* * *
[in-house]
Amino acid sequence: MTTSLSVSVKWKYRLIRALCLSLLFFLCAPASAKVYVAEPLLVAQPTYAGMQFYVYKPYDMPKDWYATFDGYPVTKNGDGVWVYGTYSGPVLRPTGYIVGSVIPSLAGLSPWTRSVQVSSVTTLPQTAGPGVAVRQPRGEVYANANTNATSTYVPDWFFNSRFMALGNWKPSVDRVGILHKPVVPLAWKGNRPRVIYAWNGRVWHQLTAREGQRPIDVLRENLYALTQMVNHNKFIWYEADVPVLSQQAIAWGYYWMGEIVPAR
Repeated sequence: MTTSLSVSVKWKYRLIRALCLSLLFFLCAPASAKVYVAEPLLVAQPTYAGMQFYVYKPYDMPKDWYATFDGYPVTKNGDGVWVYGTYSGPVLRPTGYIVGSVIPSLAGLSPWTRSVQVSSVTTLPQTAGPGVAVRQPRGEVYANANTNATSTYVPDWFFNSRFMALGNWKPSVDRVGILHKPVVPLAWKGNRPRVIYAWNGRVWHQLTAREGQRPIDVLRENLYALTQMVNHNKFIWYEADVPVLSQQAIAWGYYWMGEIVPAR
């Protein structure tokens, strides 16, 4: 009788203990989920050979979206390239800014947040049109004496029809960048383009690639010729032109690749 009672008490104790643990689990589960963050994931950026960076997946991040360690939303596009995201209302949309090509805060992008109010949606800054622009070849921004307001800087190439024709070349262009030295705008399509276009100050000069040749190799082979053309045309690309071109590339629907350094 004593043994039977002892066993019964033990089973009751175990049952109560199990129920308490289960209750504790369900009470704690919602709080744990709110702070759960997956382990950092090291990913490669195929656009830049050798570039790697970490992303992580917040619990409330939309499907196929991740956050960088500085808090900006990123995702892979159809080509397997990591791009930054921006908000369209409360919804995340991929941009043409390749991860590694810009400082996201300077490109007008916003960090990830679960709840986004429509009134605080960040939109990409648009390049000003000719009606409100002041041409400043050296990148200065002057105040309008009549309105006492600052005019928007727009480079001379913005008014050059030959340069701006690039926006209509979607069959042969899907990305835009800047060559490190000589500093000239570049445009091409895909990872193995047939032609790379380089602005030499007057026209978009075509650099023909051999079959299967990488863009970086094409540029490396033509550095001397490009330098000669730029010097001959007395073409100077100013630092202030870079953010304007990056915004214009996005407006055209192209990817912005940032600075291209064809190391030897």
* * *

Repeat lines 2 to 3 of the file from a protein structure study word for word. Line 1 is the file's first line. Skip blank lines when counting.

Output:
Amino acid sequence: MTTSLSVSVKWKYRLIRALCLSLLFFLCAPASAKVYVAEPLLVAQPTYAGMQFYVYKPYDMPKDWYATFDGYPVTKNGDGVWVYGTYSGPVLRPTGYIVGSVIPSLAGLSPWTRSVQVSSVTTLPQTAGPGVAVRQPRGEVYANANTNATSTYVPDWFFNSRFMALGNWKPSVDRVGILHKPVVPLAWKGNRPRVIYAWNGRVWHQLTAREGQRPIDVLRENLYALTQMVNHNKFIWYEADVPVLSQQAIAWGYYWMGEIVPAR
Repeated sequence: MTTSLSVSVKWKYRLIRALCLSLLFFLCAPASAKVYVAEPLLVAQPTYAGMQFYVYKPYDMPKDWYATFDGYPVTKNGDGVWVYGTYSGPVLRPTGYIVGSVIPSLAGLSPWTRSVQVSSVTTLPQTAGPGVAVRQPRGEVYANANTNATSTYVPDWFFNSRFMALGNWKPSVDRVGILHKPVVPLAWKGNRPRVIYAWNGRVWHQLTAREGQRPIDVLRENLYALTQMVNHNKFIWYEADVPVLSQQAIAWGYYWMGEIVPAR